Module 4 Notes Trade-Off between Margin and Turnover Operating Profit Margin (PM) and Asset Turnover



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Module 4 Notes

Trade-Off between Margin and Turnover

Operating Profit Margin (PM) and Asset Turnover (AT) largely affected by a company’s business model

INFINITE number of combinations of net operating PM and net operating AT yields a given RNOA

Oil and hotels = capital intensive with relatively low operating AT => need for higher PM

Food stores, wholesalers, retailers = fewer assets, greater AT => lower operating PM => sufficient RNOA

BEWARE of blindly comparing performance of companies across different industries

Highly capital intensive companies must earn higher PM to offset lower AT and achieve equivalent RNOA

All industries must earn acceptable ROI to attract investors and survive

Tradeoff between PM and AT relatively straightforward when comparing companies in same industry (pure-form firms)

Analyzing conglomerates more challenging

Conglomerates’ PM and AT rates are a weighted average of the PMs and AT rates for the various industries in which they operate



ROE = operating RNOA + nonoperating activities RNOA = NOPM X NOAT




NonOperating Return
Equity Only Financing

ROE = Operating Return + Nonoperating return




Profit from assets financed with equity ($1000 x 20%)




$200

Profit from assets financed with debt ($500 x 20%)

$100




Less: interest expense from debt ($500 x 7%)

($35)

$ 65

Net Profit




$265



Equity and Debt Financing

Shareholders benefit from increased use of debt provided that the assets financed with the debt earn a return that exceeds the cost of the debt.


Covenants restrict debt holders in the face of increased risk. Covenants exist because debt holders do not have a voice on the board of directors like stockholders do. These debt covenants impose a “cost” on the company beyond that of the interest rate, and these covenants are more stringent as a company increases its reliance on debt financing.
Liquidity and Solvency

Companies can effectively use debt to increase ROE with returns from nonoperating activities.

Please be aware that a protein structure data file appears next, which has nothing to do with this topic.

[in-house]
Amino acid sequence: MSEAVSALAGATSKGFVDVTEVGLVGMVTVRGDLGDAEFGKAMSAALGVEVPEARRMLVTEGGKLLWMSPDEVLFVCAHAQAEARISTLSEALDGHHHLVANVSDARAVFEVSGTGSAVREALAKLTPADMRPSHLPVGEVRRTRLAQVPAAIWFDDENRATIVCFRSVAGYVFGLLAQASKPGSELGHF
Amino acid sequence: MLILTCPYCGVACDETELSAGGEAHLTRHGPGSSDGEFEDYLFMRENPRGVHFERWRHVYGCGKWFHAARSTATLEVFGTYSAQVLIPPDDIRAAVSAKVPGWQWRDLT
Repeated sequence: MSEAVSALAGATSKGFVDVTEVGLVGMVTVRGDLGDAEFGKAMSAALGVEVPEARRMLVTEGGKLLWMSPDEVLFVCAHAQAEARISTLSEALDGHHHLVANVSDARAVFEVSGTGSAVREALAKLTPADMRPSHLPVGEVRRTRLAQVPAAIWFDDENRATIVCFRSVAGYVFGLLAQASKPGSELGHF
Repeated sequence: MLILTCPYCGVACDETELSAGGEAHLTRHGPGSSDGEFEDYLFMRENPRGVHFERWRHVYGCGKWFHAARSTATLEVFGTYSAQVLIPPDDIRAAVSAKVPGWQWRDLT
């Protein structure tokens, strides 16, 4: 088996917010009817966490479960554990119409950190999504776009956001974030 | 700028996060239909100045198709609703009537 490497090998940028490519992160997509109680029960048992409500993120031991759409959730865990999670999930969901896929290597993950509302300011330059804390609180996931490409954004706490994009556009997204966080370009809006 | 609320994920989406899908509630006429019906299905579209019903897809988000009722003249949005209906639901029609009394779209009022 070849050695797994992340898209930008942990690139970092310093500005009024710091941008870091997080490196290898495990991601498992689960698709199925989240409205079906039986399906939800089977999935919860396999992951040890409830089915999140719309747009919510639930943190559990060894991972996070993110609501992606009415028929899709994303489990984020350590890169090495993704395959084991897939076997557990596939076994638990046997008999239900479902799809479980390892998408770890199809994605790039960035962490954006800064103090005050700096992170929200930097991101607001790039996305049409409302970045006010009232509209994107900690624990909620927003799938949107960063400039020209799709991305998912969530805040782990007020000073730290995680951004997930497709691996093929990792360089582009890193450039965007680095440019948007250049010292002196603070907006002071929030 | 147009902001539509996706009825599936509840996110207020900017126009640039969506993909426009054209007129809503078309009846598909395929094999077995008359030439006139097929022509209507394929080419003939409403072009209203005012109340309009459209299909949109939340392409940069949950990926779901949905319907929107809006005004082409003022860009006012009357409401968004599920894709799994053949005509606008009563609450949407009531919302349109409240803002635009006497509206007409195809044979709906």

Advantage of debt is that it typically is a less costly source of financing/

Currently the cost of debt is about 4% vs cost of equity or about 12% average

Although it reduces financing costs, debt does carry default risk. Creditors have several legal remedies when companies default, including forcing a company into bankruptcy and possibly liquidating its assets.
Median ratio of total liabilities to stockholders’ equity (relative use of debt: equity) is about 1.0 for all publicly traded companies – financing with half debt and half equity.
Utility companies have large portion of debt. Because they are regulated, profits and cash flows are relatively certain and stable, and therefore can support a higher debt load.
Transportation industry also has a relatively high proportion of debt but they are not regulated. Therefore, its market is more competitive and volatile so its use of debt carries more risk.
At low end of debt financing are pharmaceuticals and software companies which historically have had relatively uncertain profits and cash flows so they use less debt in their capital structures.
At the core of debt financing analysis is the examination of a company’s ability to generate cash to service its debt. Analysts, investors and creditors are primarily concerned about the company having sufficient cash available or can generate the required cash in the future to cover its debt obligations.
This is called liquidity analysis. The analysis of the company’s ability to generate sufficient cash in the long run is called solvency analysis.
Limitations of Ratio Analysis

Blindly analyzing numbers can lead to faulty conclusions and suboptimal decisions.

We need to acknowledge that current accounting rules (GAAP) have limitations, and be aware of the company’s environment, its competitive pressures, and any structural and strategic changes.